Tom's impending retirement means Retro's life will become more complicated because Tom's replacement is his beautiful niece Sparky Parks. "Sparky likes nothing better than tinkering on Retro's inner workings and all that attention from such a pretty face makes Retro feel things he really can't do much about," Bedard explained. "And then comes the invasion that isolates Retro and Sparky from everyone else and drives them even closer together. In their darkest hour, a sort of Beauty and the Beast chemistry develops. But then we're going to see a very strange and impossible love triangle develop between them and another character. And if Retro finds he actually has a chance to really be with Sparky, what might he sell out to take that opportunity?"

Sparky isn't the only supporting character that Retro has an uncomfortable relationship with. The Man Mech is also striving to be a valuable asset to the unit of young soldiers that he's attached to "In any office or organization you'll find that old-school veteran with a wealth of experience who isn't really in synch with the young go-getters," Bedard stated. "Retro is that guy, and maybe some of his colleagues treat him well, but they're also wondering when the old man will retire. And there's just a natural barrier to bonding with a ten-foot rock-em-sock-em robot."

The first issue of "Retro Rocket" shows Retro in action with his fellow soldiers. "We ride along on a GDF mission and see first-hand how Retro is both invaluable in certain situations, and yet he's a disaster waiting to happen," Bedard said. "It's fast-paced and funny, but there's an underlying tragedy as the poor guy just can't seem to win. And at the end of his worst day ever, when Retro decides it's time to hang up his rocket-pack, that's when the enemy arrives and our story kicks in the afterburners."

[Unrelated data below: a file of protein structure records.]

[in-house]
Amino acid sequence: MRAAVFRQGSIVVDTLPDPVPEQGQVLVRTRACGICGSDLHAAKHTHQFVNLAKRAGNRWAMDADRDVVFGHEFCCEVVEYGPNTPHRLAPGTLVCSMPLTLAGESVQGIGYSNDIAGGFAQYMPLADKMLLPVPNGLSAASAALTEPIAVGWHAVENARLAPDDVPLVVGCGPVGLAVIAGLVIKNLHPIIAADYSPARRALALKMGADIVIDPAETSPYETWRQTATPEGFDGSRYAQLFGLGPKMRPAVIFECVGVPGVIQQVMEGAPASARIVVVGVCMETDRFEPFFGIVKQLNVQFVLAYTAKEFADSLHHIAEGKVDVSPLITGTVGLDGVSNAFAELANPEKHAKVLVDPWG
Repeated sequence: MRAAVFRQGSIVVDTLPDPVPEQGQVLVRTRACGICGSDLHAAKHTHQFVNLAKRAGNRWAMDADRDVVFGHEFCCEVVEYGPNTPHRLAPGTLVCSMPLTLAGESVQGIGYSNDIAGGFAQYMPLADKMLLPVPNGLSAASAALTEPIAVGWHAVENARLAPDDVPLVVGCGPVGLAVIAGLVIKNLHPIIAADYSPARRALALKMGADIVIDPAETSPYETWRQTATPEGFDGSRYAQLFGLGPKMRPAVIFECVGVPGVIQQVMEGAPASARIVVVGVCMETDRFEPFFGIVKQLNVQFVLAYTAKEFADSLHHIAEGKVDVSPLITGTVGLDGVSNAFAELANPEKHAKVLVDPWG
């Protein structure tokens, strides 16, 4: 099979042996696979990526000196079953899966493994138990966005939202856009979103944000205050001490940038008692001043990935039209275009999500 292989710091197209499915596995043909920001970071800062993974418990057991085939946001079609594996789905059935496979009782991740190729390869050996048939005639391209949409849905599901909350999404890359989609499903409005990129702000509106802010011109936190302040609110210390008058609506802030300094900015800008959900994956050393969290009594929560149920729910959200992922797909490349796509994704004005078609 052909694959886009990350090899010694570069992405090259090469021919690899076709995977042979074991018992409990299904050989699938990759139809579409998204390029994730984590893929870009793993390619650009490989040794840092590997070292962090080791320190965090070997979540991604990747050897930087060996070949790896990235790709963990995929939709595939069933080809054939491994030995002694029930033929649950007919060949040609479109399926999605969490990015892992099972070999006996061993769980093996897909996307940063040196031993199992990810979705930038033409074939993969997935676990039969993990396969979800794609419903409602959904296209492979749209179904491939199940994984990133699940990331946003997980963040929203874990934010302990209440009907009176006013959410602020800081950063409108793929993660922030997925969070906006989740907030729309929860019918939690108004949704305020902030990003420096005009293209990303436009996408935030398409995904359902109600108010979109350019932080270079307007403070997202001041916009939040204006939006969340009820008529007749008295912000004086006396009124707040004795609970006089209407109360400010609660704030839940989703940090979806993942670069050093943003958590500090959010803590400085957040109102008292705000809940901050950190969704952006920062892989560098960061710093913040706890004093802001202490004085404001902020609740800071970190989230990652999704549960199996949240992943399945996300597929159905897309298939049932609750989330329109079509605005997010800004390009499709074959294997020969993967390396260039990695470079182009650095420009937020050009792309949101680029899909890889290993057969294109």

"Retro Rocket" #1, Page 31 "Retro Rocket" #1, Page 32
"They're called the Quorum, though we don't find out why until issue #4," Bedard continued. "Naturally, they have their own giant robots, along with some secret weapons that the GDF just isn't ready for. A lot of the fun of this four-parter is gradually learning the deep dark secret behind the Quorum's origins, and how that background relates to Retro and his own history. There's a weird connection there that will ultimately test Retro's allegiances and his darkest desires. Plus, Jason's designs for the alien mechs are just plain cool -- not to mention their bizarre mothership."

Jason Orfalas's pencils and designs for "Retro Rocket" have astonished Bedard. "Jason Orfalas is an evil genius and his day in the sun is at hand," Bedard stated. "I mean it: you are going to love the eye-candy Jason's serving up in these four issues. And you'll swear you can almost hear the gears creaking and the turbos humming when Retro Rocket zooms into battle!"

Bedard and Orfalas's mutual love for giant robot and giant monster stories were their major influences on "Retro Rocket." "Oddly enough, I missed out on 'Robotech', although I think Jason is incorporating that influence in his art and designs," Bedard said. "'Ultraman,' 'Space Giants,' 'Starblazers,' 'Battle of the Planets,' 'Spectreman,' 'Johnny Sokko,' 'Thunderbirds,' 'Godzilla,' 'Gamerra,' 'Gigantor,' 'Astro Boy,' 'Mobile Suit Gundam,' 'Neon Genesis Evangelion,' 'Akira,' 'Ghost in the Shell,' 'Terminator,' 'Doom Patrol' and 'Concrete' are all contributing something to this stew. That and my own feelings over the years about growing older amid the ever-increasing rate of technological change. It can be pretty scary stuff; feeling like the world is overtaking you and leaving you in the dust. Heck, it's seemed like that's what was happening to the comics industry itself at times. But then you also have to look for the timeless things in the midst of all this change. I think it was Mike Carlin at DC who once said to me that there will always be a place for comics, so long as people need something to read in the bathroom. It's a strangely comforting thought."

"Retro Rocket" is only a four issue mini-series, but Bedard has a whole slew of ideas for further adventures of the man-mech. "If everyone who reads this article goes out and gives us a try when we hit the stands in March, we'll be able to follow up with more mecha-action. Lord knows I have more stories to tell about Retro Rocket and Sparky Parks. Or maybe we can find a taker in Hollywood to turn it into an animated feature. I just finished my first animation screenplay and I'd love to pursue more of that stuff. But mostly this is a labor of love for me and Jason that began with a dream in 1997 and is finally making it onto the printed page."